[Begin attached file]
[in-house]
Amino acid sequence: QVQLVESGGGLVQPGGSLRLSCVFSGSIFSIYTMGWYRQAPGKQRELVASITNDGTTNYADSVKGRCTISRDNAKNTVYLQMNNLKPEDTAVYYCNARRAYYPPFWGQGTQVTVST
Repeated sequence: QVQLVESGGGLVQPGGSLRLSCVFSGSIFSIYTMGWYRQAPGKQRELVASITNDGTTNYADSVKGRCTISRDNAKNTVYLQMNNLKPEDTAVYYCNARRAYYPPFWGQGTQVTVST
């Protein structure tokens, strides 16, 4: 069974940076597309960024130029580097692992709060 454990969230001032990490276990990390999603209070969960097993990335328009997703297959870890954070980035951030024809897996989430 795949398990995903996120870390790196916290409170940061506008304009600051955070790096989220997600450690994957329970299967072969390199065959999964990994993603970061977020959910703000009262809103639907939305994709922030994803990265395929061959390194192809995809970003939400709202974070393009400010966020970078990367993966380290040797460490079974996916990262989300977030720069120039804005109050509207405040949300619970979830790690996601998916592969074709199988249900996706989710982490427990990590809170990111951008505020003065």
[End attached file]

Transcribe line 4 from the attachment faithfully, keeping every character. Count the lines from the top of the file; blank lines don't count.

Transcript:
């Protein structure tokens, strides 16, 4: 069974940076597309960024130029580097692992709060 454990969230001032990490276990990390999603209070969960097993990335328009997703297959870890954070980035951030024809897996989430 795949398990995903996120870390790196916290409170940061506008304009600051955070790096989220997600450690994957329970299967072969390199065959999964990994993603970061977020959910703000009262809103639907939305994709922030994803990265395929061959390194192809995809970003939400709202974070393009400010966020970078990367993966380290040797460490079974996916990262989300977030720069120039804005109050509207405040949300619970979830790690996601998916592969074709199988249900996706989710982490427990990590809170990111951008505020003065």